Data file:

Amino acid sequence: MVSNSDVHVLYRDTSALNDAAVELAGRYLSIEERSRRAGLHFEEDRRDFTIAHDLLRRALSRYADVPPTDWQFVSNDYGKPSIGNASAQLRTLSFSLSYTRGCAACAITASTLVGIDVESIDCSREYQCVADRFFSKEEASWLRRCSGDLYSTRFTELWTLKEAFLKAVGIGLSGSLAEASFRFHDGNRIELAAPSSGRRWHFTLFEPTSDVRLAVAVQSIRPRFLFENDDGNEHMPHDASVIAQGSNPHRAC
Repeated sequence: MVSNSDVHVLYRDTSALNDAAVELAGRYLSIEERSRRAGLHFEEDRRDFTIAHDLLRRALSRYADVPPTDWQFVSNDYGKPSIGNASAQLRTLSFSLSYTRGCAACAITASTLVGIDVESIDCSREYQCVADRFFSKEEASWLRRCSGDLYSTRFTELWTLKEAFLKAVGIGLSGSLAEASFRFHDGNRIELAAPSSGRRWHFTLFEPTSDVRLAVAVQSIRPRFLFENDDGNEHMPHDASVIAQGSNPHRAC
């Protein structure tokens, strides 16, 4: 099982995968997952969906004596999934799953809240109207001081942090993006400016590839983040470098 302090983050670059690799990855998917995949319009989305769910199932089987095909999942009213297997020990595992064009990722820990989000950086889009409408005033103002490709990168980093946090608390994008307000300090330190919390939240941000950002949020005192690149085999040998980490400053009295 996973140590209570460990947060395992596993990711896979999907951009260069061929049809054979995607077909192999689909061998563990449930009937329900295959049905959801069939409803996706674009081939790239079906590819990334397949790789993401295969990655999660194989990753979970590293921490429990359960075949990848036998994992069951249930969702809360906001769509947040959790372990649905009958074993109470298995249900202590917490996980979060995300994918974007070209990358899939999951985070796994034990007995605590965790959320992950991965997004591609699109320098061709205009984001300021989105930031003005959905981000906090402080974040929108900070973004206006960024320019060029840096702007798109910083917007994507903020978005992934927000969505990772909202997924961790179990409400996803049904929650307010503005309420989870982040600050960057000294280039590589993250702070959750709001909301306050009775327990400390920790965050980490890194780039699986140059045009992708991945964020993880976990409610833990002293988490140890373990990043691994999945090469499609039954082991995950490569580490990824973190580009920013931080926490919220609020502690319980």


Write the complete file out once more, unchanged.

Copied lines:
Amino acid sequence: MVSNSDVHVLYRDTSALNDAAVELAGRYLSIEERSRRAGLHFEEDRRDFTIAHDLLRRALSRYADVPPTDWQFVSNDYGKPSIGNASAQLRTLSFSLSYTRGCAACAITASTLVGIDVESIDCSREYQCVADRFFSKEEASWLRRCSGDLYSTRFTELWTLKEAFLKAVGIGLSGSLAEASFRFHDGNRIELAAPSSGRRWHFTLFEPTSDVRLAVAVQSIRPRFLFENDDGNEHMPHDASVIAQGSNPHRAC
Repeated sequence: MVSNSDVHVLYRDTSALNDAAVELAGRYLSIEERSRRAGLHFEEDRRDFTIAHDLLRRALSRYADVPPTDWQFVSNDYGKPSIGNASAQLRTLSFSLSYTRGCAACAITASTLVGIDVESIDCSREYQCVADRFFSKEEASWLRRCSGDLYSTRFTELWTLKEAFLKAVGIGLSGSLAEASFRFHDGNRIELAAPSSGRRWHFTLFEPTSDVRLAVAVQSIRPRFLFENDDGNEHMPHDASVIAQGSNPHRAC
């Protein structure tokens, strides 16, 4: 099982995968997952969906004596999934799953809240109207001081942090993006400016590839983040470098 302090983050670059690799990855998917995949319009989305769910199932089987095909999942009213297997020990595992064009990722820990989000950086889009409408005033103002490709990168980093946090608390994008307000300090330190919390939240941000950002949020005192690149085999040998980490400053009295 996973140590209570460990947060395992596993990711896979999907951009260069061929049809054979995607077909192999689909061998563990449930009937329900295959049905959801069939409803996706674009081939790239079906590819990334397949790789993401295969990655999660194989990753979970590293921490429990359960075949990848036998994992069951249930969702809360906001769509947040959790372990649905009958074993109470298995249900202590917490996980979060995300994918974007070209990358899939999951985070796994034990007995605590965790959320992950991965997004591609699109320098061709205009984001300021989105930031003005959905981000906090402080974040929108900070973004206006960024320019060029840096702007798109910083917007994507903020978005992934927000969505990772909202997924961790179990409400996803049904929650307010503005309420989870982040600050960057000294280039590589993250702070959750709001909301306050009775327990400390920790965050980490890194780039699986140059045009992708991945964020993880976990409610833990002293988490140890373990990043691994999945090469499609039954082991995950490569580490990824973190580009920013931080926490919220609020502690319980």